Saturday, May 24, 2014

Embrace Your Inner Duck

Zimbabweans gave my grandfather a name when he lived in Zimbabwe—“Iskwabayile”. Assuming I have gotten anywhere near the actual spelling, it means (I think) “He walks like a duck.”

That was way back in the 1920s. When I went to Zimbabwe some 50 years later as a teacher at Matopo Secondary School (the same place my grandparents lived), I met an old woman who had lived there for a long time. She asked me, “What’s your name?” “Daryl Climenhaga.” “Who was your father?” “David Climenhaga.” “Who was your grandfather?” “John Climenhaga.” Then she delivered the coup de grace: “You walk like your grandfather.”

Great! I walk like a duck! Since then I have had various opportunities to embrace my inner duck.
Class Reunion at Messiah College, about 20 years after seeing my classmates. I saw an old friend across the grass as I walked towards the Eisenhower Center. “Daryl!” (Always nice to be remembered.) “I recognized you by the way you walk.” (Great. Embrace your inner duck.)

I have the comfort of knowing that my father bears the same burden. My grandparents had three sons: Arthur, David, and Joel. One day their wives (Grandma Emma, Arlene, Dorcas, and Zoe were standing in front of their house watching their husbands walk down the driveway. They burst out laughing, causing the men to turn around in surprise. “We were just watching four bumps on a log.” So all four of them walked like ducks.

One of our sons recently said that he is trying not to walk like a duck. Good luck! These things are too deeply ingrained from watching our father walk as we learn to walk for us to simply set them aside. Embrace your inner duck!Besides, ducks can be aggressive creatures when they defend their families and take care of each other. Maybe waddling and dancing don’t seem to go together, but then again even ducks can learn to dance!

There’s lots of other attributes from my father and grandfather that I also want to embrace: their commitment to God; their commitment to their spouse; their care for their family (in spite of the problems that our family has known); their love of truth; their love of music and learning; their desire to help make the world around them better. There are the usual culprits of qualities I would like to leave behind, but for the most part I want to embrace my inner duck.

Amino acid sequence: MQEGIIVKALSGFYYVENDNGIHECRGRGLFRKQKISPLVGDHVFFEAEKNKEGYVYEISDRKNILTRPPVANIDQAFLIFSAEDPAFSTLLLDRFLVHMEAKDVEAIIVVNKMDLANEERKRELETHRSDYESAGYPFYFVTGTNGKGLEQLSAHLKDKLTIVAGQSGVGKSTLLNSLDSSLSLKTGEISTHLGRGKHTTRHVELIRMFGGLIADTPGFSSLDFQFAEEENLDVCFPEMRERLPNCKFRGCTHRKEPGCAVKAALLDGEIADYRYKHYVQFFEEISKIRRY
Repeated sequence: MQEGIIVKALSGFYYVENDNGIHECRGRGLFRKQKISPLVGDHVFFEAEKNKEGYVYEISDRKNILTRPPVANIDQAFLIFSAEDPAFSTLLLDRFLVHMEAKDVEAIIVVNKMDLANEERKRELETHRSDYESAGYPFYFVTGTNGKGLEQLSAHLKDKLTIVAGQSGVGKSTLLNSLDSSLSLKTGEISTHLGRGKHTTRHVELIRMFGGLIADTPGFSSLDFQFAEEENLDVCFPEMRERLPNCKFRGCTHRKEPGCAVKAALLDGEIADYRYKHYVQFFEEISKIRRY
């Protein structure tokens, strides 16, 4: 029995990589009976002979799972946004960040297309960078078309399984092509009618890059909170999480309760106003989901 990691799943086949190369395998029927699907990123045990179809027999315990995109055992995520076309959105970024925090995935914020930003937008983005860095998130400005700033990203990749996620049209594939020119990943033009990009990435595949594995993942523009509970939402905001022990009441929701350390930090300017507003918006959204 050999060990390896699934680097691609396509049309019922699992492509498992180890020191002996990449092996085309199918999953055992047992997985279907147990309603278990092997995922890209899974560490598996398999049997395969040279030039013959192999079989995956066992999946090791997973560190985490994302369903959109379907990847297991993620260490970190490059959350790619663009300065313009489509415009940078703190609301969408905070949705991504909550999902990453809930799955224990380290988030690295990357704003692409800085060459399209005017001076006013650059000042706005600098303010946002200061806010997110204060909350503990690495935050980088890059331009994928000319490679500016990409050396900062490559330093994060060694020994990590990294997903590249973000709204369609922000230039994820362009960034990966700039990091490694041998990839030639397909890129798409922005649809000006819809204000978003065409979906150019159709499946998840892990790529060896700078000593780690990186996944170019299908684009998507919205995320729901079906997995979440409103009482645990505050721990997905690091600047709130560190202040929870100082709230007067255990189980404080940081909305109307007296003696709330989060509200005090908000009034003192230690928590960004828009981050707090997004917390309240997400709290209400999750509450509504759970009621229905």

KGMom said...

Here's another take on the name given our grandfather.

After Alvin & Thata Book were killed, Priscilla wrote a long letter to family and friends.
In it she included a part of an email she had received from Edgar Moyo.

Here's what he wrote: that "dear Rev Alvin Book's nickname was 'Ngwalo' - none other. It is a si Ndebele translation for the Book as in the Good Book (Bible) - 'U Mfundis u Ngwalo.'" He continued, "When next you are in Bulawayo you tell them you are of the 'Mfundisi and Nkosikazi Ngwalo.' If they are BIC they will know instantly -- just as the Climenhaga brothers were always telling the story about someone saying these boys are John Climenhaga's sons. Everyone looked confused until Arthur and David would say 'of S'Kwabayile' (he who struts along with extreme confidence) and enlightenment would prevail."

So maybe, rather than the duck connection, it could also mean "he who struts along with extreme confidence."

Then again, maybe Edgar was being kind.

Climenheise said...

I like that interpretation, which I have also heard before. I have also heard it described as the strut of someone who returns to the village after making their fortune in the city.

laurenrebecca said...

Turns out I'm fond of ducks. Actually, my toes are a little webbed so I suppose I fit right in! :)

David Climenhaga said...

From your Father,
My Tonga name was Siampolombo, or Shampolombo or Hampolombo (depending on which part of BuTonga one was from. My Ndebele name was Ngamula. Both I think had a similar meaning. While I'm not exactly sure of the meaning, Daniel Ndlela in Harare in an email a number of years ago very kindly said it had to do with ones bearing with authority. Another name for your Uncle Arthur was Ndlondlo. I think, though I'm not sure, it is the word for a Boemslang, a very poisonous snake.

Climenheise said...

I'm glad you like ducks, Lauren, since it seems you married someone with his own inner duck!